That means several things

  1. The US is not the kingdom of God (and if you think otherwise we’ve got some serious issues).
  2. Your duty is first to your brothers and sisters in Christ. This encompasses the universal church, regardless of whether you share all the same theology. You are to care for and love other Christians as brothers and sisters regardless of who they do or do not vote for.
  3. Your duty is next to those marginalized by society. The poor, the immigrant (alien), the lonely (widowed), those who have no voice or only their own voice. This duty is not primarily political, but personal. You don’t get out of it by voting a certain way.
  4. Your duty is also to the unity of the church before it is to any political party or nation. You have a stricter allegiance to Christians of another denomination on another continent than you do to a secular political party.
  5. You should not assume ill of people unless you have very good reason to do so. If you do have good reason to assume ill of them, you should pray for them, serve them and demonstrate overflowing love to them. It was Christ who did the same for you while been murdered in the most horrific fashion possible because of your ill actions.
  6. If you are genuinely trying to fulfill all of these duties, you cannot vilify those of a different political orientation. People don’t tend to vote a particular way or run for office because they are out to destroy a country. Such a position would be ridiculous. People tend to believe they are doing what is best for a country by their political actions (I acknowledge some people may vote for purely selfish reasons, but people don’t tend to run for office for entirely selfish reasons). We should be able to see things from the perspective of someone else. A Christian who votes for a Republican does not automatically support disregard for the environment or militaristic intervention. Likewise a Christian who votes for a Democrat does not automatically support the carrying out of abortions. Remember, these are your eternal brothers and sisters, not your enemies.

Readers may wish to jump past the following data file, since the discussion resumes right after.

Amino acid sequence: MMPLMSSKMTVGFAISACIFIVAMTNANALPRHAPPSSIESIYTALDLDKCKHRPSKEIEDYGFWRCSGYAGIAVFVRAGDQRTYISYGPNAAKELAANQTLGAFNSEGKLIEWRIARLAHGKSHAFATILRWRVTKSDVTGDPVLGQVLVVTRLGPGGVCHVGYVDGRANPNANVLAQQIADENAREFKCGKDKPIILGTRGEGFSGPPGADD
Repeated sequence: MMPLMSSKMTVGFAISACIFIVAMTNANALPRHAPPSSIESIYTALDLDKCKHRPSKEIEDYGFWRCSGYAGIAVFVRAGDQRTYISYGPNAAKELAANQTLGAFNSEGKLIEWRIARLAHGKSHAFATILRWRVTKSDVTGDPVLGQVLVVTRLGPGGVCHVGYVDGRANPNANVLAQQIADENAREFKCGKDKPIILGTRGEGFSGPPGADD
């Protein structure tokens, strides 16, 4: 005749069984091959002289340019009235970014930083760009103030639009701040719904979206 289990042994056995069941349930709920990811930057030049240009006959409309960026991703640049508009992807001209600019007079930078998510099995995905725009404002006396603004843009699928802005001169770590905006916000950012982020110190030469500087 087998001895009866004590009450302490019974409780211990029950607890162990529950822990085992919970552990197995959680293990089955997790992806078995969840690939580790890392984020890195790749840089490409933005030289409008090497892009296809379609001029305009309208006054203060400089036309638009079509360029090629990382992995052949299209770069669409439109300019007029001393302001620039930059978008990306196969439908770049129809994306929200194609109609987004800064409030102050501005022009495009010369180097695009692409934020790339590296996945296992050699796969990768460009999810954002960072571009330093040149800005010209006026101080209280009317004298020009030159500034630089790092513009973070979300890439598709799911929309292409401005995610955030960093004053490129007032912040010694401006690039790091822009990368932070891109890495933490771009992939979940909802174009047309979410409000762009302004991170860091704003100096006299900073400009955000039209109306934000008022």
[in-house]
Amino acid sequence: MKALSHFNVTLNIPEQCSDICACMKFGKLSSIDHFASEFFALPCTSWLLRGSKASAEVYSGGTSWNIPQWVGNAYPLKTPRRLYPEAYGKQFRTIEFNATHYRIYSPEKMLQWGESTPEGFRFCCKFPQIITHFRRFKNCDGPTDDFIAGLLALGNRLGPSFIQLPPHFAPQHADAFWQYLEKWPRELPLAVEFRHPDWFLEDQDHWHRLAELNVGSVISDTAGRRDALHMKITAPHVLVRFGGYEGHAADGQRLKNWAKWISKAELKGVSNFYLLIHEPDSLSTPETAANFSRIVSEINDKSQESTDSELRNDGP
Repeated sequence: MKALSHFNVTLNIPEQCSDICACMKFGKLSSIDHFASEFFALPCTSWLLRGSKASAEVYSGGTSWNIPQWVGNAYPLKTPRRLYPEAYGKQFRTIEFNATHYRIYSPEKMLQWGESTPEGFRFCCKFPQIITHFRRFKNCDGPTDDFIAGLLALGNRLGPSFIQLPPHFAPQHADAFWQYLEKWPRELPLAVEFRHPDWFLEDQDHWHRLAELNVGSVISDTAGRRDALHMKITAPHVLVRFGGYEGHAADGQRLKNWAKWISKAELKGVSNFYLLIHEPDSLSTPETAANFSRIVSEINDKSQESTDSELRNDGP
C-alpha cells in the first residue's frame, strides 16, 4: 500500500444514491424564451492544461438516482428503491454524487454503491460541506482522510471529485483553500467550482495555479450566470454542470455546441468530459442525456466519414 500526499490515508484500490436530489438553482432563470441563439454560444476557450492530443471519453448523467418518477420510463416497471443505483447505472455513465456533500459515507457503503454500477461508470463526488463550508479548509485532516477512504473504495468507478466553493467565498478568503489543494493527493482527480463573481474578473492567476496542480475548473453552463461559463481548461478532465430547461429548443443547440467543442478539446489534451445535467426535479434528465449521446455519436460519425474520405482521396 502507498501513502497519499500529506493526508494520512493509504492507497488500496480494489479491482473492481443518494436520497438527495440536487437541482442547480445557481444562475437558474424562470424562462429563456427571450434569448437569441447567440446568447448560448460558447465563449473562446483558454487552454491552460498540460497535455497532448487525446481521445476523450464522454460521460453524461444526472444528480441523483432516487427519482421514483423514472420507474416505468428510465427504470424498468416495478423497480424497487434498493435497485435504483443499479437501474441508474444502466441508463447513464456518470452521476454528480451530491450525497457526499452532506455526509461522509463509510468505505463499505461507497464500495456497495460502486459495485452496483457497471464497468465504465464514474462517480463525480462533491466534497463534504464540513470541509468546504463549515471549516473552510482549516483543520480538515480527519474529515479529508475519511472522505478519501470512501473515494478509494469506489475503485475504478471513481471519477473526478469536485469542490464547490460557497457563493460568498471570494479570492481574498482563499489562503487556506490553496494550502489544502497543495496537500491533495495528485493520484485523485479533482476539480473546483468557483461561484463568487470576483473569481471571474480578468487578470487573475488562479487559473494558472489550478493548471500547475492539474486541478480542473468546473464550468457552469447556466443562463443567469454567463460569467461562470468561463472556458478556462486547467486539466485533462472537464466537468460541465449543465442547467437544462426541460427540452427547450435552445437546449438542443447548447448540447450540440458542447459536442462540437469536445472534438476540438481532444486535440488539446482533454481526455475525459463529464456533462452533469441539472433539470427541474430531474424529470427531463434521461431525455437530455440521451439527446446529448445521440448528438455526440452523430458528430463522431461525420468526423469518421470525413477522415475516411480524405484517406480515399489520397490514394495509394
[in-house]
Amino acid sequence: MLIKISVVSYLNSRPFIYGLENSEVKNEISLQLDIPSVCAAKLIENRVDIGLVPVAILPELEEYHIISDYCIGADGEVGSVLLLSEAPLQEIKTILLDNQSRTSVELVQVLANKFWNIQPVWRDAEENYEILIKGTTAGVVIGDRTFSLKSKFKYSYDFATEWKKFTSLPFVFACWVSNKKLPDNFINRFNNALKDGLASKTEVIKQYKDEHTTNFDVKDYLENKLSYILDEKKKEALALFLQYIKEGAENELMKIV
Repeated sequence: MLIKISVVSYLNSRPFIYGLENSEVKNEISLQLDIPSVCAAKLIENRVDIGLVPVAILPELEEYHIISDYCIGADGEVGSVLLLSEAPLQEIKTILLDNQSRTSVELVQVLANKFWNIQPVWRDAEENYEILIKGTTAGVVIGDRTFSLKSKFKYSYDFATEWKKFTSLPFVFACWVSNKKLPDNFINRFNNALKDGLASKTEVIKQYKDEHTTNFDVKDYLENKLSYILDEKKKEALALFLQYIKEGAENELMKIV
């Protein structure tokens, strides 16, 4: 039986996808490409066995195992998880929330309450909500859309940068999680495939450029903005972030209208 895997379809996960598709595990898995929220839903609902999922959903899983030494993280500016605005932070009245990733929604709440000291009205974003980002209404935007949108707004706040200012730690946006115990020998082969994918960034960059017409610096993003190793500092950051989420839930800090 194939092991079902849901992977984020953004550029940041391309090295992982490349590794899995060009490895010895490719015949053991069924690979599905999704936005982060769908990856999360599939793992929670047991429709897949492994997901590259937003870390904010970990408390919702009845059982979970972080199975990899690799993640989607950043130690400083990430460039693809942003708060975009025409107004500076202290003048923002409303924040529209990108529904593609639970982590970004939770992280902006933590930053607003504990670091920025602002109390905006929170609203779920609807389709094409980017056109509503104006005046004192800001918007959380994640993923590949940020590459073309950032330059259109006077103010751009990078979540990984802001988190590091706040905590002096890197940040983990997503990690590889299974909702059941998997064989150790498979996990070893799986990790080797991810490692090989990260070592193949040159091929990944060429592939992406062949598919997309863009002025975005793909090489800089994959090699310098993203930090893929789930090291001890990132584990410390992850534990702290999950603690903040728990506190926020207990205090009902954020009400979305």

It may be good, even necessary, for Christians to engage with politics from time to time. However, when we do so, we need to be careful not to be dragged under by political rhetoric. Both sides will seek to do so, all of it should be resisted. You are a Christian first, and secular citizen second. God is ultimately sovereign, not you or me, and He knows what He’s doing, even when we don’t. Let’s keep our focus on Christ and his Church, not on the US and its flag. In doing so, let’s remember the words of that hymn “they’ll know we are Christians by our love.”


Difficult Passages 1 Samuel 28

This past week the people over at The Gospel Coalition asked Dale Ralph Martin some hard questions about 1 Samuel 28 the episode involving the witch of Endor (the non-George Lucas one), Saul, and Samuel. As I would expect, Martin does an excellent job with the three questions and you can read his response here. He is asked three questions about the passage:

  1. Is the spirit the witch summons actually Samuel? Or a demon acting like Samuel (1 Sam. 28:14-15)?
  2. Where is Samuel coming from—especially since he says Saul and his sons “shall be with me” (1 Sam. 28:19)?
  3. The Bible paints very different pictures of Samuel, Saul, and Jonathan. Yet Samuel seems to say they will all be in the same place (Sheol?). Should we assume anything about Saul’s salvation from this? (1 Sam. 28:19)

He lays out the various options, and does a good job explaining question three and two, for the most part. However, Martin is a bit more cautious (surprisingly) than I’d suggest, particularly with the first question. He simply lays out the options and doesn’t give an argument for any one of them in particular. I think we can afford a little bit more specificity than that. Here’s my attempt to do so. In other words, while I don’t disagree with Martin, I think a little bit of elaboration might be in order.